What’s the easiest way to implement the opposite of these? To force children (around the world) into Godless institutions, away from their parents and extended family and into a building filled with other children waiting to have information imparted on them.

They are left alone and, for the most part, defenseless. They are rarely in a building of faith, prayer and fasting. They are never in a building filled with the Glory of God. They are in a building that creates and extends their “light speeches” (mindless chatter), coveting, wickedness, lustful desires and pride. It begins the cycle of idleness because the children are forced into sitting still for too long, going against their body’s natural, and good, desires and learning that they need to listen to someone else tell them what is important to learn. They need to learn to wait. They are taught to face forward and only focus on the information at hand and to not allow their minds to wander to the beautiful butterfly that has landed on the windowsill. The idleness sets in as they let their minds shut down and wait for someone to give the answer to them or solve the problem for them and then are expected to recite back this information verbatim. They are agents being acted upon instead of agents unto themselves.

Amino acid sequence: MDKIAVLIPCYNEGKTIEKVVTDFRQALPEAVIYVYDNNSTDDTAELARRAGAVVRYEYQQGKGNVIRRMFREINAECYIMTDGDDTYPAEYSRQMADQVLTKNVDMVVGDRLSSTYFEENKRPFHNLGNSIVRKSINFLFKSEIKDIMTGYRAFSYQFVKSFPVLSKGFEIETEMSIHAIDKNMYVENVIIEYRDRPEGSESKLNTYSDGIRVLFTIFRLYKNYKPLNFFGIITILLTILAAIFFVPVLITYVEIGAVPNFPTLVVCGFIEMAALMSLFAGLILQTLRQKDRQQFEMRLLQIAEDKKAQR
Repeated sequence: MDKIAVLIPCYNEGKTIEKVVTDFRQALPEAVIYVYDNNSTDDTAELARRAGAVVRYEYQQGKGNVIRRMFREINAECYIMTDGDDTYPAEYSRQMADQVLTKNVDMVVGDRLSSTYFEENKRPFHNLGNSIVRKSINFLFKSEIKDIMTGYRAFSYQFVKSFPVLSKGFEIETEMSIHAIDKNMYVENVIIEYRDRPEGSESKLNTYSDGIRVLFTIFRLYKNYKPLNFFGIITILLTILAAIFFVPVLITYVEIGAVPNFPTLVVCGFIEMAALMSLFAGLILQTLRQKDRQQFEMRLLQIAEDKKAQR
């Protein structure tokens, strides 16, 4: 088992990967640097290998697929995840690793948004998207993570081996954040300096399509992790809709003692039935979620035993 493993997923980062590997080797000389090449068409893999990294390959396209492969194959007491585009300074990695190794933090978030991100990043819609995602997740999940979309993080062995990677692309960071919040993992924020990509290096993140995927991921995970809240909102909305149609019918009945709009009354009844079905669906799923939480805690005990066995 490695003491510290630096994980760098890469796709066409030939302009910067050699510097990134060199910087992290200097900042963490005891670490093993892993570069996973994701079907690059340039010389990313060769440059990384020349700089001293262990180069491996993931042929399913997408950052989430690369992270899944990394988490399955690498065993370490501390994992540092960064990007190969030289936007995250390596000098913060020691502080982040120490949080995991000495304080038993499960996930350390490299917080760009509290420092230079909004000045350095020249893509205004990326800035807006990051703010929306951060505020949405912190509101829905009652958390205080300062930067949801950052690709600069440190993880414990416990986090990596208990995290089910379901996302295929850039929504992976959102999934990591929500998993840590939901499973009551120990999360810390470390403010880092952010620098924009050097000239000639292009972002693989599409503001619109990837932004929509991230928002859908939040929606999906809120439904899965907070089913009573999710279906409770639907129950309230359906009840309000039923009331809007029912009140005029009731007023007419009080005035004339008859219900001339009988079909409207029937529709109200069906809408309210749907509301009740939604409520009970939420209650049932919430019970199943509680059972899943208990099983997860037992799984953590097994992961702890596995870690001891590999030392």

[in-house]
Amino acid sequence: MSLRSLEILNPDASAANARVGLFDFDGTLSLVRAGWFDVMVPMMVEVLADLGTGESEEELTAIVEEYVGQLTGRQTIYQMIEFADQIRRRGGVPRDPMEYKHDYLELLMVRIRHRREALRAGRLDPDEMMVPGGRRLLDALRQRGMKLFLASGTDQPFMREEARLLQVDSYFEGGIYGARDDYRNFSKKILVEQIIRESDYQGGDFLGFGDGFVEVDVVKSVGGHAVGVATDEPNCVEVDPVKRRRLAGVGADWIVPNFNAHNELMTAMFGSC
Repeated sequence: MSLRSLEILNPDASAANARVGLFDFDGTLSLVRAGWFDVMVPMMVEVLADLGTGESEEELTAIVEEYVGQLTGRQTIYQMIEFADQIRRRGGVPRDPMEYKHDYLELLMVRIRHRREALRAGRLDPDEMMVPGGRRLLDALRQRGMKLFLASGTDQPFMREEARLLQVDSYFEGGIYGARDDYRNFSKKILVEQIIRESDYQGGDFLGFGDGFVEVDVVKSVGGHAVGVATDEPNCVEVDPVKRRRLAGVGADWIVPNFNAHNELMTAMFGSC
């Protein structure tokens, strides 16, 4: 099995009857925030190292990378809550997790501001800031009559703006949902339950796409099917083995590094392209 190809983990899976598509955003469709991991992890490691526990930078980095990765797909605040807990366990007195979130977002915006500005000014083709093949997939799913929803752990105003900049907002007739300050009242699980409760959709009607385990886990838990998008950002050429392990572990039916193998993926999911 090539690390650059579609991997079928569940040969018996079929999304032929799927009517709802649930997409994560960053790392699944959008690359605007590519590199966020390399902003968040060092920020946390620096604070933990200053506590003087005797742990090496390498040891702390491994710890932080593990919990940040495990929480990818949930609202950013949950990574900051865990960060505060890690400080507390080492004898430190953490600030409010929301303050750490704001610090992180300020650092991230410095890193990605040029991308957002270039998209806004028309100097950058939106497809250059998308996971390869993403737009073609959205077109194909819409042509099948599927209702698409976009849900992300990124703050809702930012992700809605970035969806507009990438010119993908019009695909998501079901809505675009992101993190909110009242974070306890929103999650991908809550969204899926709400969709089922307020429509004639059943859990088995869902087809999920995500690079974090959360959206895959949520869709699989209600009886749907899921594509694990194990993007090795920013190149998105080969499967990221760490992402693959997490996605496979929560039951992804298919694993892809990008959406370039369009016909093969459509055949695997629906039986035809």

Here is one question for homeschoolers who have taken responsibility for the learning of their children: if this institution is not where we want our kids, why do we continue to follow their model of “education”? We are so programmed to think learning happens fragmentally. We learn reading, science, arithmetic, history and art in separate spaces (within school buildings and within our minds). Children have a more holistic approach to learning. They try to see how everything is connected. They observe, problem-solve, love and ask for humble help when they need it.

Trusting that these qualities do not fade when children turn five is like trusting that a baby will know when it is time to wean. They understand themselves, until we tell them they cannot trust their own thoughts, opinions and curiosity by telling them everything they need to know in life will come from the Department of Education, which in turn comes from curriculum that the parent(s) deems important.

Learning happens naturally. Children have innate curiosity. They have a beautiful way of experiencing the world and for knowing what they need to know and understand and when.